Below are some examples of concentrates that can be used to add sweetness, and thus replace traditional sweeteners. I can’t give you exact percentages because some palettes require more sugar, some less, and any given recipe or desired mix has specific requirements.
However, in any given scenario, irrespective of the flavour profile, start with around 0.25 % and work up to around 1 or 1.5 %. Steeping also comes into play here and must be taken into consideration regarding percentages.
At times you may get better results when utilising two or more of these flavours, as always it’s a matter of experimenting. There’s no question that the more you experiment, the greater chance you have of eliminating sweeteners, and the result will generally be a more natural tasting, balanced and satisfying mix.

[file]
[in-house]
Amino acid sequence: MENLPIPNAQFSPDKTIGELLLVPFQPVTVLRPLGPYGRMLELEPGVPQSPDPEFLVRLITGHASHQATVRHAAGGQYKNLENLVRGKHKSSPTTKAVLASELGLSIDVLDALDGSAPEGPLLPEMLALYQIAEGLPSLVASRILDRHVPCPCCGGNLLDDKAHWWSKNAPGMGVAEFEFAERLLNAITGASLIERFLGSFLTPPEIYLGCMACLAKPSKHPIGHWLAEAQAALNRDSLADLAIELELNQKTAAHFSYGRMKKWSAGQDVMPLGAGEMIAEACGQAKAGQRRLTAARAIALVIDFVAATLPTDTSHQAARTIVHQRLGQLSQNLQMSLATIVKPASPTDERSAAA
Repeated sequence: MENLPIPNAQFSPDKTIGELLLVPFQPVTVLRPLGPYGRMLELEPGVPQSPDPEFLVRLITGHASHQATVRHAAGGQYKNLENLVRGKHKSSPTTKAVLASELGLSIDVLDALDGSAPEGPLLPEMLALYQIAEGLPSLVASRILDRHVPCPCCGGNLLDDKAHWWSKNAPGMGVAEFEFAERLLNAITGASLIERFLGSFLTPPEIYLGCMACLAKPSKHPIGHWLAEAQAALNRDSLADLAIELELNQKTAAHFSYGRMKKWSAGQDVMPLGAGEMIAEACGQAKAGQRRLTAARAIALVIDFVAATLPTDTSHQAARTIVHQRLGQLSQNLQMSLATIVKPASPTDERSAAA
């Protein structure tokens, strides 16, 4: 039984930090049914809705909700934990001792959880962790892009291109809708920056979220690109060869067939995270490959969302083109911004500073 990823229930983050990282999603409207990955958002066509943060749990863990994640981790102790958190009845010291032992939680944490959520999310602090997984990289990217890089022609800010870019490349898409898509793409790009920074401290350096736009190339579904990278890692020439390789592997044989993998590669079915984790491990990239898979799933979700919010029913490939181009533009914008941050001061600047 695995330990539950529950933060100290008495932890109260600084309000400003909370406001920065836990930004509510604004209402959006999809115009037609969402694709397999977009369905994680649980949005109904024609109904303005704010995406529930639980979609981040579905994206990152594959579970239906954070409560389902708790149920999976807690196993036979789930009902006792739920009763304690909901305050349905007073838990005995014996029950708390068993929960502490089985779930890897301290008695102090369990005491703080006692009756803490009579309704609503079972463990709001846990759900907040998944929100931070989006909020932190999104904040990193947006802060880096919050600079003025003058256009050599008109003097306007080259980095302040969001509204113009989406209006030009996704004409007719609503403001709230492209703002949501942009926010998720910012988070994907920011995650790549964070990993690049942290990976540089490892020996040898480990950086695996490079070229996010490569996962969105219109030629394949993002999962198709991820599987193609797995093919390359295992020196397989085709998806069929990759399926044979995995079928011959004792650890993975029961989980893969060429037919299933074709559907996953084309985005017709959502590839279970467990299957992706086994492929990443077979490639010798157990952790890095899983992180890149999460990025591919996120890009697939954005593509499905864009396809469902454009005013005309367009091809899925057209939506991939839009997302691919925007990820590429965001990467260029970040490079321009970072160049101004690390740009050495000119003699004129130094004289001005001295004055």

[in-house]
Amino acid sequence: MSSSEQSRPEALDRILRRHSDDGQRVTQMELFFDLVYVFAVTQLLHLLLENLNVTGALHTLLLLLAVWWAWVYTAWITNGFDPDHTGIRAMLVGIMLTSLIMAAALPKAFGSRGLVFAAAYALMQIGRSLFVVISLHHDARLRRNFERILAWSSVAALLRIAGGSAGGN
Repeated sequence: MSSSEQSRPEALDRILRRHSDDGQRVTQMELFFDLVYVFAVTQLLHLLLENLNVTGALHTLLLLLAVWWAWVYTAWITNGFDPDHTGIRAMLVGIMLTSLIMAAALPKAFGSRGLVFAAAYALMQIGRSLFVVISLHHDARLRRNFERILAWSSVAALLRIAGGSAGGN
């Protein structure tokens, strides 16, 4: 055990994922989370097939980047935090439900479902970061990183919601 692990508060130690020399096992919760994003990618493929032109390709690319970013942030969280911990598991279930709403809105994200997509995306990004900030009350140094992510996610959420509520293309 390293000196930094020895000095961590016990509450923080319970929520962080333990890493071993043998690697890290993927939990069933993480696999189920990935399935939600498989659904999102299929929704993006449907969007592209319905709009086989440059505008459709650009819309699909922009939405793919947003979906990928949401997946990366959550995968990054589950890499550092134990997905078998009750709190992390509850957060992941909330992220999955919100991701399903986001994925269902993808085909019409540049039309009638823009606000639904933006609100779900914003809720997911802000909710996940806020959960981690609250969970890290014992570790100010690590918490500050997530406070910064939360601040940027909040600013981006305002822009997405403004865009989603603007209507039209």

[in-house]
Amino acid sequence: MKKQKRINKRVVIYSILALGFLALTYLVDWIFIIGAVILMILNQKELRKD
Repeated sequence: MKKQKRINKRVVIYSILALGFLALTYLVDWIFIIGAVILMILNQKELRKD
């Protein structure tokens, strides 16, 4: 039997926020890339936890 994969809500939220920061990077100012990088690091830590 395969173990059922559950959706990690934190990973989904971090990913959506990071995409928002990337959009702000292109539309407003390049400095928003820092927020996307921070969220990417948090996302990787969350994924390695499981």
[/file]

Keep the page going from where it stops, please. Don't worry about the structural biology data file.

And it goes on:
This is one of my most commonly used concentrates for sweetening, although it is not a sweetener. They can add sweetness or elevate sweetness, but they also add some body and mouthfeel to a mix, as well as a marshmallow flavour, depending on percentages and brand.
My top picks would be Purilum and FlavourArt. They’re both sweet and both a worthwhile try.
Purilum may have the upper hand in terms of balancing sweetness, flavour and mouth-feel.
This is a wonderful alternative to sweeteners, and one that can be used in many flavour profiles, especially dairy, bakery and fruits. It’s an excellent pairing for creams, either FA’s Fresh cream (not sweet) FLV cream (slight sweetness) or Capella sweet cream.
My top picks would be Purilum and FlavourArt. For sweetness, Purilum and Capella are your best bet, for some creaminess and malt, try FavourArt.